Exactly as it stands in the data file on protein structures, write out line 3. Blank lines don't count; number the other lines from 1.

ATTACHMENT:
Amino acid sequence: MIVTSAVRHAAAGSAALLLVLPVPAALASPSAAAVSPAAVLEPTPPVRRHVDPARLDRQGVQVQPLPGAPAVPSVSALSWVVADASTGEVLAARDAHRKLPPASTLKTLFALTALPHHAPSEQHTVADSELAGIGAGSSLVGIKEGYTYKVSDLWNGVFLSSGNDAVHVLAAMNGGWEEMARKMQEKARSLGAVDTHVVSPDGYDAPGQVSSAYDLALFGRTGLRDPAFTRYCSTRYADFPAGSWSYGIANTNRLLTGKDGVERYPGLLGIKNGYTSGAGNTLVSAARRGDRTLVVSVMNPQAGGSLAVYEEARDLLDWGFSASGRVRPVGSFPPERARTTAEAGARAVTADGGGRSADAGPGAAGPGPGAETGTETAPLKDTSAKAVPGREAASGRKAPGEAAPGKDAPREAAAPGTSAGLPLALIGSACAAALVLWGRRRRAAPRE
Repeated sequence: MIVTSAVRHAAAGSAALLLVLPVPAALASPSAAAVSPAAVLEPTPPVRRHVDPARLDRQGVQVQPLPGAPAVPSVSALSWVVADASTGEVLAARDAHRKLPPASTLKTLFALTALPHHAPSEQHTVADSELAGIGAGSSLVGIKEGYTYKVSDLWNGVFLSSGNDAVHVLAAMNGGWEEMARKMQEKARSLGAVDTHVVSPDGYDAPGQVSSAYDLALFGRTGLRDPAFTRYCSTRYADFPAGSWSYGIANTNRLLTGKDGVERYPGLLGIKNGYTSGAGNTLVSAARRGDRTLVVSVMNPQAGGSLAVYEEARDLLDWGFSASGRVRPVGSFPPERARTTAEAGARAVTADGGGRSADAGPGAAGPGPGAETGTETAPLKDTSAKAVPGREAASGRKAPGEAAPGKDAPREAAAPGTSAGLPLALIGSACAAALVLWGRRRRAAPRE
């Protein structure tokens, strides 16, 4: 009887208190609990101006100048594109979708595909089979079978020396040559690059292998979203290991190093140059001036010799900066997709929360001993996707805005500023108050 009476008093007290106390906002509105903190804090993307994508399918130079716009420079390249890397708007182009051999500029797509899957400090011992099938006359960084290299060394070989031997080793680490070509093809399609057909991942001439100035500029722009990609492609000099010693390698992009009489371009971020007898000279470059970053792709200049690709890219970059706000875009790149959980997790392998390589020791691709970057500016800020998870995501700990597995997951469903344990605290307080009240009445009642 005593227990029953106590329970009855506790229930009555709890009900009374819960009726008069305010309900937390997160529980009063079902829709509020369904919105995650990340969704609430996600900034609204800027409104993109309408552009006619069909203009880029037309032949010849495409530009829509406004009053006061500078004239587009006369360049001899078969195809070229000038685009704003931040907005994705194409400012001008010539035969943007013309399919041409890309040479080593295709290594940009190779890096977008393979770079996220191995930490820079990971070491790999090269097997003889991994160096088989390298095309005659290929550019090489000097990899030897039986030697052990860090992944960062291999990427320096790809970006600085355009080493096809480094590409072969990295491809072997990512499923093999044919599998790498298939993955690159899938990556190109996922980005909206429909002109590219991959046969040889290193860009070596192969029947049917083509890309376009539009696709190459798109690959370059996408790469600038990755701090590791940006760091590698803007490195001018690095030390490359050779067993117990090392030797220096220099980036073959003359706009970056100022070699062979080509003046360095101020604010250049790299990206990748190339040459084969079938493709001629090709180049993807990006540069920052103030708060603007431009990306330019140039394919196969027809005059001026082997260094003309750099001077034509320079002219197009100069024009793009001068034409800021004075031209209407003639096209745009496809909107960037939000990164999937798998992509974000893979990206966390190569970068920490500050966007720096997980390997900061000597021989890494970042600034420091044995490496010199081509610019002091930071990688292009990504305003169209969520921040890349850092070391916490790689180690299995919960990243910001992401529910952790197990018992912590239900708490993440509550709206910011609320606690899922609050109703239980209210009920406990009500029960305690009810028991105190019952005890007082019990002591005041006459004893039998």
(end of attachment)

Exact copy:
């Protein structure tokens, strides 16, 4: 009887208190609990101006100048594109979708595909089979079978020396040559690059292998979203290991190093140059001036010799900066997709929360001993996707805005500023108050 009476008093007290106390906002509105903190804090993307994508399918130079716009420079390249890397708007182009051999500029797509899957400090011992099938006359960084290299060394070989031997080793680490070509093809399609057909991942001439100035500029722009990609492609000099010693390698992009009489371009971020007898000279470059970053792709200049690709890219970059706000875009790149959980997790392998390589020791691709970057500016800020998870995501700990597995997951469903344990605290307080009240009445009642 005593227990029953106590329970009855506790229930009555709890009900009374819960009726008069305010309900937390997160529980009063079902829709509020369904919105995650990340969704609430996600900034609204800027409104993109309408552009006619069909203009880029037309032949010849495409530009829509406004009053006061500078004239587009006369360049001899078969195809070229000038685009704003931040907005994705194409400012001008010539035969943007013309399919041409890309040479080593295709290594940009190779890096977008393979770079996220191995930490820079990971070491790999090269097997003889991994160096088989390298095309005659290929550019090489000097990899030897039986030697052990860090992944960062291999990427320096790809970006600085355009080493096809480094590409072969990295491809072997990512499923093999044919599998790498298939993955690159899938990556190109996922980005909206429909002109590219991959046969040889290193860009070596192969029947049917083509890309376009539009696709190459798109690959370059996408790469600038990755701090590791940006760091590698803007490195001018690095030390490359050779067993117990090392030797220096220099980036073959003359706009970056100022070699062979080509003046360095101020604010250049790299990206990748190339040459084969079938493709001629090709180049993807990006540069920052103030708060603007431009990306330019140039394919196969027809005059001026082997260094003309750099001077034509320079002219197009100069024009793009001068034409800021004075031209209407003639096209745009496809909107960037939000990164999937798998992509974000893979990206966390190569970068920490500050966007720096997980390997900061000597021989890494970042600034420091044995490496010199081509610019002091930071990688292009990504305003169209969520921040890349850092070391916490790689180690299995919960990243910001992401529910952790197990018992912590239900708490993440509550709206910011609320606690899922609050109703239980209210009920406990009500029960305690009810028991105190019952005890007082019990002591005041006459004893039998």